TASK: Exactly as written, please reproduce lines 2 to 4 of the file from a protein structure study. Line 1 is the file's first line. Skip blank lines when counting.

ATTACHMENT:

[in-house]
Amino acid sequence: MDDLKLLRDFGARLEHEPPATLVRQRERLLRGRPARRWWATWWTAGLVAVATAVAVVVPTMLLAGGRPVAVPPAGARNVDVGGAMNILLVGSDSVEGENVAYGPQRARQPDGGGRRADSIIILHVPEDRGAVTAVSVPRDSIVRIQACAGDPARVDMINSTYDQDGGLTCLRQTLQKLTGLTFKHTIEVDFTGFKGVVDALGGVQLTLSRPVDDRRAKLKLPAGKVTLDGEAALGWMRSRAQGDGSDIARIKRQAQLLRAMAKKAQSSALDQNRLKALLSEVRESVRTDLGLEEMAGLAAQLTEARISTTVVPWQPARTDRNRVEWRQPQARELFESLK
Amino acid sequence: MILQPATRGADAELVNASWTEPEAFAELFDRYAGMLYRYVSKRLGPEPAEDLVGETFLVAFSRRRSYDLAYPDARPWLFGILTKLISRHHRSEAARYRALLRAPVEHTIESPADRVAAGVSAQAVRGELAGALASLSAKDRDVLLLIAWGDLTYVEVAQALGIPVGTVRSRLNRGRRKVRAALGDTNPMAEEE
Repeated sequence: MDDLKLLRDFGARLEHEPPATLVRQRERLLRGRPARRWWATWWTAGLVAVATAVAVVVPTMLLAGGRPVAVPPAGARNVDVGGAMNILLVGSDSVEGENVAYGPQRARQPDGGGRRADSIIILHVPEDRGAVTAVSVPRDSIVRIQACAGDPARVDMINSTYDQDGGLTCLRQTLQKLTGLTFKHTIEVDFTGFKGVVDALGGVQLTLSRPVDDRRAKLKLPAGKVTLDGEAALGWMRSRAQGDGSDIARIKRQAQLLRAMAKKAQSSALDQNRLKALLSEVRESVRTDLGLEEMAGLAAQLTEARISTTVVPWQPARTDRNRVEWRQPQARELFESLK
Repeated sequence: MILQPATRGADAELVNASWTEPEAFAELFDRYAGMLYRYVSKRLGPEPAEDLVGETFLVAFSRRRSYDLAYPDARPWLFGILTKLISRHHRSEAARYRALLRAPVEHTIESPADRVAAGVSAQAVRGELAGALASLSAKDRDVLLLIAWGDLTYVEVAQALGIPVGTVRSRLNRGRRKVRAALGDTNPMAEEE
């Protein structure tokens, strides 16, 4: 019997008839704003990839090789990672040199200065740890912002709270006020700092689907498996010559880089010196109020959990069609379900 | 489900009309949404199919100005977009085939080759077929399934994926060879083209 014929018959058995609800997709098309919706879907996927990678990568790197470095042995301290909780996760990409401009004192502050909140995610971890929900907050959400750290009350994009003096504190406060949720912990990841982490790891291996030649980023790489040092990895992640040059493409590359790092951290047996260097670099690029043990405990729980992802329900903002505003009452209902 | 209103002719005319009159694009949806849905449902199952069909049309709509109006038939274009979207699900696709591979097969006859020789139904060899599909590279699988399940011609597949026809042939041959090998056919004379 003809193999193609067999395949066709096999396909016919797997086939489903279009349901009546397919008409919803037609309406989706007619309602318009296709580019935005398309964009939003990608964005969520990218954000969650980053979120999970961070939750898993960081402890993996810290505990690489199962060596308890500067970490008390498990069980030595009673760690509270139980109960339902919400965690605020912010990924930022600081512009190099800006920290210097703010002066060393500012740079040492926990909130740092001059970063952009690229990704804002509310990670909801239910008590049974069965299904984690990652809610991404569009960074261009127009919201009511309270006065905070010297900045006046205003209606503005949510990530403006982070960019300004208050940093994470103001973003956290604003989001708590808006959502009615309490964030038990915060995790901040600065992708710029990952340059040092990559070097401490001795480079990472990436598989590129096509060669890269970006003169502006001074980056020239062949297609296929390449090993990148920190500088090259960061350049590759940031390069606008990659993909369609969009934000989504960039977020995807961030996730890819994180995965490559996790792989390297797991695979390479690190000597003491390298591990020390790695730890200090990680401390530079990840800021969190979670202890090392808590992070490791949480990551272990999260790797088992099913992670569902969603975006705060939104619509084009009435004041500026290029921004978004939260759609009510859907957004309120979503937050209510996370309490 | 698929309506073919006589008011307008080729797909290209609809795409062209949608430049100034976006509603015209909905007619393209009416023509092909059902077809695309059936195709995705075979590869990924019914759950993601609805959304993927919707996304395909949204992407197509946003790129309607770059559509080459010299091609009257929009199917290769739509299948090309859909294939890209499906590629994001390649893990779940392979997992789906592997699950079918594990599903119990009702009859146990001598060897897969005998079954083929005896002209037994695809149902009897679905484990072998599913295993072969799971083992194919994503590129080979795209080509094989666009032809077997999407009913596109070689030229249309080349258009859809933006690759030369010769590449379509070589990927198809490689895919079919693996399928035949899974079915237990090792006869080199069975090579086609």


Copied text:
Amino acid sequence: MDDLKLLRDFGARLEHEPPATLVRQRERLLRGRPARRWWATWWTAGLVAVATAVAVVVPTMLLAGGRPVAVPPAGARNVDVGGAMNILLVGSDSVEGENVAYGPQRARQPDGGGRRADSIIILHVPEDRGAVTAVSVPRDSIVRIQACAGDPARVDMINSTYDQDGGLTCLRQTLQKLTGLTFKHTIEVDFTGFKGVVDALGGVQLTLSRPVDDRRAKLKLPAGKVTLDGEAALGWMRSRAQGDGSDIARIKRQAQLLRAMAKKAQSSALDQNRLKALLSEVRESVRTDLGLEEMAGLAAQLTEARISTTVVPWQPARTDRNRVEWRQPQARELFESLK
Amino acid sequence: MILQPATRGADAELVNASWTEPEAFAELFDRYAGMLYRYVSKRLGPEPAEDLVGETFLVAFSRRRSYDLAYPDARPWLFGILTKLISRHHRSEAARYRALLRAPVEHTIESPADRVAAGVSAQAVRGELAGALASLSAKDRDVLLLIAWGDLTYVEVAQALGIPVGTVRSRLNRGRRKVRAALGDTNPMAEEE
Repeated sequence: MDDLKLLRDFGARLEHEPPATLVRQRERLLRGRPARRWWATWWTAGLVAVATAVAVVVPTMLLAGGRPVAVPPAGARNVDVGGAMNILLVGSDSVEGENVAYGPQRARQPDGGGRRADSIIILHVPEDRGAVTAVSVPRDSIVRIQACAGDPARVDMINSTYDQDGGLTCLRQTLQKLTGLTFKHTIEVDFTGFKGVVDALGGVQLTLSRPVDDRRAKLKLPAGKVTLDGEAALGWMRSRAQGDGSDIARIKRQAQLLRAMAKKAQSSALDQNRLKALLSEVRESVRTDLGLEEMAGLAAQLTEARISTTVVPWQPARTDRNRVEWRQPQARELFESLK